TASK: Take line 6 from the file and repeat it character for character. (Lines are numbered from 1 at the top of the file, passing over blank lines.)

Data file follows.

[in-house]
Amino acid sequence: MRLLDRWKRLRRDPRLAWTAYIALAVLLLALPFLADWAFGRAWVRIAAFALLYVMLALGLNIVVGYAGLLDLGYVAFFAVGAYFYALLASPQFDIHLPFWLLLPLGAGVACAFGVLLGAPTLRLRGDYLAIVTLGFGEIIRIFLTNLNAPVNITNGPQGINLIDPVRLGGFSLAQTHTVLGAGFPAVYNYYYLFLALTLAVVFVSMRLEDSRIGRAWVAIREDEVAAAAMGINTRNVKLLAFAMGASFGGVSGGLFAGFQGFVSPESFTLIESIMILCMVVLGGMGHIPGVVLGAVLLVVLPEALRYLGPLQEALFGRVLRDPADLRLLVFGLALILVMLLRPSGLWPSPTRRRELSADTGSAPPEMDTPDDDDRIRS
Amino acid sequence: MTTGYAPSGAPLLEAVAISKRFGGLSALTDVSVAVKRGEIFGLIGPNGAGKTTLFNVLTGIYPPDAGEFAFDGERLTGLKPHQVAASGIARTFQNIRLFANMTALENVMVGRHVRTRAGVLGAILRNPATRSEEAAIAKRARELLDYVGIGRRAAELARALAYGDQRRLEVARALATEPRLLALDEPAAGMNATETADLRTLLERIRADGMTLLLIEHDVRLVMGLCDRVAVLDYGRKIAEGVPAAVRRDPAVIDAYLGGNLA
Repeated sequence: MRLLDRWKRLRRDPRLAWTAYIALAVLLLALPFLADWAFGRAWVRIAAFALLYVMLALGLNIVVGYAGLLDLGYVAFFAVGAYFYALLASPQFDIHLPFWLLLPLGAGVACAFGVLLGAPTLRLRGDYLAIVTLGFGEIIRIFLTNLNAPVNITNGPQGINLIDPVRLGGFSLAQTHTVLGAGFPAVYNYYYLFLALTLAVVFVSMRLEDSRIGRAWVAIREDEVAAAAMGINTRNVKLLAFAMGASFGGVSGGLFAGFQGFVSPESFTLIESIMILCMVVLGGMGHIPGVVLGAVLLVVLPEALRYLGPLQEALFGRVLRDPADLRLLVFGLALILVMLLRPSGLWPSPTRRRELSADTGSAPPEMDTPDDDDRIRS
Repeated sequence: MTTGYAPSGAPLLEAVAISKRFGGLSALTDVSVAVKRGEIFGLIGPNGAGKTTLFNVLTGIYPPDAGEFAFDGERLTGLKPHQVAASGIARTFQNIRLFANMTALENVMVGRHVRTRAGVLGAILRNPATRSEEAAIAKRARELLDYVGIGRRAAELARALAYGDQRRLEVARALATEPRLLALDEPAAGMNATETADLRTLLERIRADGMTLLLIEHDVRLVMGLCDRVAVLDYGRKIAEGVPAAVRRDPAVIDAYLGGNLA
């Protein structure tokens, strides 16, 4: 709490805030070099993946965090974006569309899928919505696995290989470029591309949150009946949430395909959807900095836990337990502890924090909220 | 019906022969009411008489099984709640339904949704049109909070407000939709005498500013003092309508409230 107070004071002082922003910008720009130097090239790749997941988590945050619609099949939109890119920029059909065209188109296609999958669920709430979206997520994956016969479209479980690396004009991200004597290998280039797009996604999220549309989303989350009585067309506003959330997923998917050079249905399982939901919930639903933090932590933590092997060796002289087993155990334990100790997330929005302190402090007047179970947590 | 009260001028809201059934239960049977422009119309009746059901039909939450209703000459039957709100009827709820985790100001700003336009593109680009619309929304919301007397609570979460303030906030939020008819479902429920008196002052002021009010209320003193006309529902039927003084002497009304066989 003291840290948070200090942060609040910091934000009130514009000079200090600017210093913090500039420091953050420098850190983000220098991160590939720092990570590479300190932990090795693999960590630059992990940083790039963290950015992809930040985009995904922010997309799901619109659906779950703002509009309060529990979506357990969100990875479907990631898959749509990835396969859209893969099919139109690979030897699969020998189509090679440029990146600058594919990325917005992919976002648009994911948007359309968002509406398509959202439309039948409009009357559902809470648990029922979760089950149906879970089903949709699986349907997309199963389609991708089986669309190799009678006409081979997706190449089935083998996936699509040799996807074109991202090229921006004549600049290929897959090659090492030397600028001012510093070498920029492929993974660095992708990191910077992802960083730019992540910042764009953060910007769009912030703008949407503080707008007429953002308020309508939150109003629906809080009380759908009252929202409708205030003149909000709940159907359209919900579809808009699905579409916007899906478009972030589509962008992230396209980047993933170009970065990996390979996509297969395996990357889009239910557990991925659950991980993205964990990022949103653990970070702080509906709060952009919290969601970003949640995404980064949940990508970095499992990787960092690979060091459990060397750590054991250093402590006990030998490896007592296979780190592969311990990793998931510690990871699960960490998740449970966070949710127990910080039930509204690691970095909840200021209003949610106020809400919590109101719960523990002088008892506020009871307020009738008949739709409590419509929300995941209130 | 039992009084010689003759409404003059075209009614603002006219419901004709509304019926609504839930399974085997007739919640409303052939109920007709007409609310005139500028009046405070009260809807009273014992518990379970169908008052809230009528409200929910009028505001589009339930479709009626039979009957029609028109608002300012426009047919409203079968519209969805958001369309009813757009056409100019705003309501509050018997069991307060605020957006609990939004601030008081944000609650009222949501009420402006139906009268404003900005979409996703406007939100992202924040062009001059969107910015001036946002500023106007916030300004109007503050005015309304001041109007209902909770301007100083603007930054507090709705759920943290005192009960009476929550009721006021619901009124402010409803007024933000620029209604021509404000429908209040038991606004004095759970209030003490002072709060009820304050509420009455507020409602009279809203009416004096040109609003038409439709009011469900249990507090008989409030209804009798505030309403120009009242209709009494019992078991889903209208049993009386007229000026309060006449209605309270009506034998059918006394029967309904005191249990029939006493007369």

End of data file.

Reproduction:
């Protein structure tokens, strides 16, 4: 709490805030070099993946965090974006569309899928919505696995290989470029591309949150009946949430395909959807900095836990337990502890924090909220 | 019906022969009411008489099984709640339904949704049109909070407000939709005498500013003092309508409230 107070004071002082922003910008720009130097090239790749997941988590945050619609099949939109890119920029059909065209188109296609999958669920709430979206997520994956016969479209479980690396004009991200004597290998280039797009996604999220549309989303989350009585067309506003959330997923998917050079249905399982939901919930639903933090932590933590092997060796002289087993155990334990100790997330929005302190402090007047179970947590 | 009260001028809201059934239960049977422009119309009746059901039909939450209703000459039957709100009827709820985790100001700003336009593109680009619309929304919301007397609570979460303030906030939020008819479902429920008196002052002021009010209320003193006309529902039927003084002497009304066989 003291840290948070200090942060609040910091934000009130514009000079200090600017210093913090500039420091953050420098850190983000220098991160590939720092990570590479300190932990090795693999960590630059992990940083790039963290950015992809930040985009995904922010997309799901619109659906779950703002509009309060529990979506357990969100990875479907990631898959749509990835396969859209893969099919139109690979030897699969020998189509090679440029990146600058594919990325917005992919976002648009994911948007359309968002509406398509959202439309039948409009009357559902809470648990029922979760089950149906879970089903949709699986349907997309199963389609991708089986669309190799009678006409081979997706190449089935083998996936699509040799996807074109991202090229921006004549600049290929897959090659090492030397600028001012510093070498920029492929993974660095992708990191910077992802960083730019992540910042764009953060910007769009912030703008949407503080707008007429953002308020309508939150109003629906809080009380759908009252929202409708205030003149909000709940159907359209919900579809808009699905579409916007899906478009972030589509962008992230396209980047993933170009970065990996390979996509297969395996990357889009239910557990991925659950991980993205964990990022949103653990970070702080509906709060952009919290969601970003949640995404980064949940990508970095499992990787960092690979060091459990060397750590054991250093402590006990030998490896007592296979780190592969311990990793998931510690990871699960960490998740449970966070949710127990910080039930509204690691970095909840200021209003949610106020809400919590109101719960523990002088008892506020009871307020009738008949739709409590419509929300995941209130 | 039992009084010689003759409404003059075209009614603002006219419901004709509304019926609504839930399974085997007739919640409303052939109920007709007409609310005139500028009046405070009260809807009273014992518990379970169908008052809230009528409200929910009028505001589009339930479709009626039979009957029609028109608002300012426009047919409203079968519209969805958001369309009813757009056409100019705003309501509050018997069991307060605020957006609990939004601030008081944000609650009222949501009420402006139906009268404003900005979409996703406007939100992202924040062009001059969107910015001036946002500023106007916030300004109007503050005015309304001041109007209902909770301007100083603007930054507090709705759920943290005192009960009476929550009721006021619901009124402010409803007024933000620029209604021509404000429908209040038991606004004095759970209030003490002072709060009820304050509420009455507020409602009279809203009416004096040109609003038409439709009011469900249990507090008989409030209804009798505030309403120009009242209709009494019992078991889903209208049993009386007229000026309060006449209605309270009506034998059918006394029967309904005191249990029939006493007369």